Tuesday, February 23, 2016

Seeing Shadow in a New Light

by Kelly


Shadow owes its birth to light.  John Gay



It's one of my favorite things about my old house...the way the light spills into my rooms.  Especially in the mornings. And I've probably taken a million pictures of it over the last several years.


It used to be, that when I shot these kinds of photos, I would always over-expose them a good bit or lift the shadows in post-processing.  As a light-seeker, I wanted to focus on the light.  I wanted my photograph to tell the story of the light.  And to that end, I thought that I could best tell the story of the light by diminishing the shadow.

But here lately... I don't know if it's because I'm getting older or because I have a little more life experience under my belt.  Or maybe it's because I am growing and evolving as a photographer...who knows.  At any rate, lately I find the shadows to be intriguing - I am learning to appreciate the mood and drama they lend to a photos - and so therefore I do not work to diminish their effect.  I am learning to see shadow differently.


On a histogram, shadow is not the absence of light, but it is at the opposite end of the spectrum from light.  Opposite derives from the word OPPONERE which means 'to set against'.  It has many meanings, but these I found to be of particular interest:
  • opposing
  • diametrically different
  • contrasting
  • conflicting
As I pondered shadow, light, and conflict, it all made sense.  Conflict happens when two opposing forces are set against one another...it is an important element in any good story.  Conflict creates drama and tension in story because it adds an element of doubt.  Conflict makes a story interesting, but it's also important in that is sets up the plot.  Conflict is the root of a story and and it conveys information and engages us in ways that words often cannot.

In Greek literature, the use of conflict as a narrative structure is known as AGON - the central contest - hero vs. villain.  And the hero's ennobling struggle against the protagonist is what they believed made a story worth reading.

Conflict makes a story worth reading.


In photography, shadow serves a similar function.  Shadow is set against the light and therefore creates conflict and tension in an image. There is drama and mystery in the unlit parts of a photo.   But doesn't shadow also tell us something about light? Because there would be no shadow without the light. By its very nature, shadow points to the light.

Shadow tells the story of the light.


I am learning to see shadow in a whole, new light (pun totally intended).   And as I begin to embrace shadow in my photography, I am also learning to appreciate the shadows in my life. I will always be a light-seeker..this is my passion and a guiding principle in my creative vision. But I will no longer avoid the shadowy areas of my life for fear of them. No...from now on, I will acknowledge shadow...I will use shadow...because I know it will point me in the direction of the light.


Until next time,

Kelly

9 comments:

Carol said...

Kelly, this is a WONDEFUL post! This is writing at its best and your photographs take my breath away. To see life for its shadows and its light and to find the beauty is a task for us all . Thank you for showing us that in such an artistic way.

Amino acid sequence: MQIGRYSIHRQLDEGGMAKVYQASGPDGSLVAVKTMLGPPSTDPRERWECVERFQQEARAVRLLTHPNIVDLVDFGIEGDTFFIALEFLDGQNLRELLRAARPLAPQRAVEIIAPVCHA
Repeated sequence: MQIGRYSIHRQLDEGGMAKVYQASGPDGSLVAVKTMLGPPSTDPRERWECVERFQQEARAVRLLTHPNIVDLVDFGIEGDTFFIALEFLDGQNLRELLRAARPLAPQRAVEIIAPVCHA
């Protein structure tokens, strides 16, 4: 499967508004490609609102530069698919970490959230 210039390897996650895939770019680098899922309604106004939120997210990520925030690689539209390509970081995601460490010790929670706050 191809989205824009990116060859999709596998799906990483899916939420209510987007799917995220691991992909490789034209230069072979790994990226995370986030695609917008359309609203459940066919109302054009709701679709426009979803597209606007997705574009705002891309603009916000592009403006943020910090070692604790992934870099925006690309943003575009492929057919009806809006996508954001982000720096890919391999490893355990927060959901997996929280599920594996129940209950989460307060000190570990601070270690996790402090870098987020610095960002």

Dotti said...

Brilliant post! It immediately brought to my mind the Italian word, chiaroscuro, which is the use of strong contrasts between light and dark, affecting composition and mood. DaVinci was one of the earliest painters to master this technique and then others followed but the technique is used in a variety of art forms. And, oddly enough, just last week, I found myself experimenting with the use of underexposure while chasing the light around my home and I must say, I was quite pleased with the result. And quite surprised, because like you, I am drawn to light-filled objects and photos. This is one of the things I love about photography - it's a constant learning process.

CarolHart said...

Super great post! We can never have too much discussion about light. After all, light creates the shadows!

Claudia Wrightson said...

Very nice! Like you pointed out the shadows in our life are something I have learned to appreciate. Its the shadow that enhances the light - how do we appreciate the good if we have nothing to contrast it with? Understanding that the dark times in our life are just as important for appreciation and gratitude. Great post.

Lisa said...

Very nice post. You inspired my daily photo today. Thanks for that.

Cathy H. said...

Wonderful post! You are so right, they always point us toward the light!

terriporter said...

Love this post, Kelly! I love the mystery in the shadows. You can't quite see what's there and are left wondering. It's a great way to draw your viewer in. And the comparison of the light and shadow in photos to the light and shadow in our lives is such a thought-provoking one. I'm one who tries to eliminate the shadows (in my photos as well as in my life) but you have inspired me to welcome them. Your photos are beautiful and such great examples for your subject.

kybarb said...

Intriguing post and photos Kelly! I'll definitely be looking around my home for more interesting shadows and light to photograph. Thanks!

Susan Licht said...

What a wonderful post this is, Kelly. My thoughts are similar to Dotti's regarding light and shadow in art. I recently read a quote from the Australian artist, Grace Paleg - "The presence of the dark gives the light its quality. Our eyes naturally appreciate the areas of light, but we can only do this by acknowledging the darks." So true in photography as well...and in life too.

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